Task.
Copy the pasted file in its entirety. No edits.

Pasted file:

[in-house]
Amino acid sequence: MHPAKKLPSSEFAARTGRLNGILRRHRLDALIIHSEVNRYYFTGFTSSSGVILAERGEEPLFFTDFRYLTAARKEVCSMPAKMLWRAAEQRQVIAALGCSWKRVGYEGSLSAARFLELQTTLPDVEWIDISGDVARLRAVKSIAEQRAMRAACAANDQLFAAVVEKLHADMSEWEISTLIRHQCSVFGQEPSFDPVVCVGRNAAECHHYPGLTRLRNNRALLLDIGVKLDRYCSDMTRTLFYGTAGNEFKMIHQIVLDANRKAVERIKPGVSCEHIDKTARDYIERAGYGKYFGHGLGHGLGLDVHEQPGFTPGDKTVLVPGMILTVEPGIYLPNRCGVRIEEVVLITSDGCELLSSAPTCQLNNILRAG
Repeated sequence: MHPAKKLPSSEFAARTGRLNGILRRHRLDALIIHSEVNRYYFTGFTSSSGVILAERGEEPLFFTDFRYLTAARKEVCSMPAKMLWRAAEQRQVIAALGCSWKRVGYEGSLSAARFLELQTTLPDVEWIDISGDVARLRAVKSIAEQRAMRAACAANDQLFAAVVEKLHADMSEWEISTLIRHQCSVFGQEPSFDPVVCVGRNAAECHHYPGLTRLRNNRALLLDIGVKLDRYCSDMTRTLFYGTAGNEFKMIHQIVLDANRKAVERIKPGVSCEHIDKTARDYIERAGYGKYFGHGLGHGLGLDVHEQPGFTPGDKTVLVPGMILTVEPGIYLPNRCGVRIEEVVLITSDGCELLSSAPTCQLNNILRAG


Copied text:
[in-house]
Amino acid sequence: MHPAKKLPSSEFAARTGRLNGILRRHRLDALIIHSEVNRYYFTGFTSSSGVILAERGEEPLFFTDFRYLTAARKEVCSMPAKMLWRAAEQRQVIAALGCSWKRVGYEGSLSAARFLELQTTLPDVEWIDISGDVARLRAVKSIAEQRAMRAACAANDQLFAAVVEKLHADMSEWEISTLIRHQCSVFGQEPSFDPVVCVGRNAAECHHYPGLTRLRNNRALLLDIGVKLDRYCSDMTRTLFYGTAGNEFKMIHQIVLDANRKAVERIKPGVSCEHIDKTARDYIERAGYGKYFGHGLGHGLGLDVHEQPGFTPGDKTVLVPGMILTVEPGIYLPNRCGVRIEEVVLITSDGCELLSSAPTCQLNNILRAG
Repeated sequence: MHPAKKLPSSEFAARTGRLNGILRRHRLDALIIHSEVNRYYFTGFTSSSGVILAERGEEPLFFTDFRYLTAARKEVCSMPAKMLWRAAEQRQVIAALGCSWKRVGYEGSLSAARFLELQTTLPDVEWIDISGDVARLRAVKSIAEQRAMRAACAANDQLFAAVVEKLHADMSEWEISTLIRHQCSVFGQEPSFDPVVCVGRNAAECHHYPGLTRLRNNRALLLDIGVKLDRYCSDMTRTLFYGTAGNEFKMIHQIVLDANRKAVERIKPGVSCEHIDKTARDYIERAGYGKYFGHGLGHGLGLDVHEQPGFTPGDKTVLVPGMILTVEPGIYLPNRCGVRIEEVVLITSDGCELLSSAPTCQLNNILRAG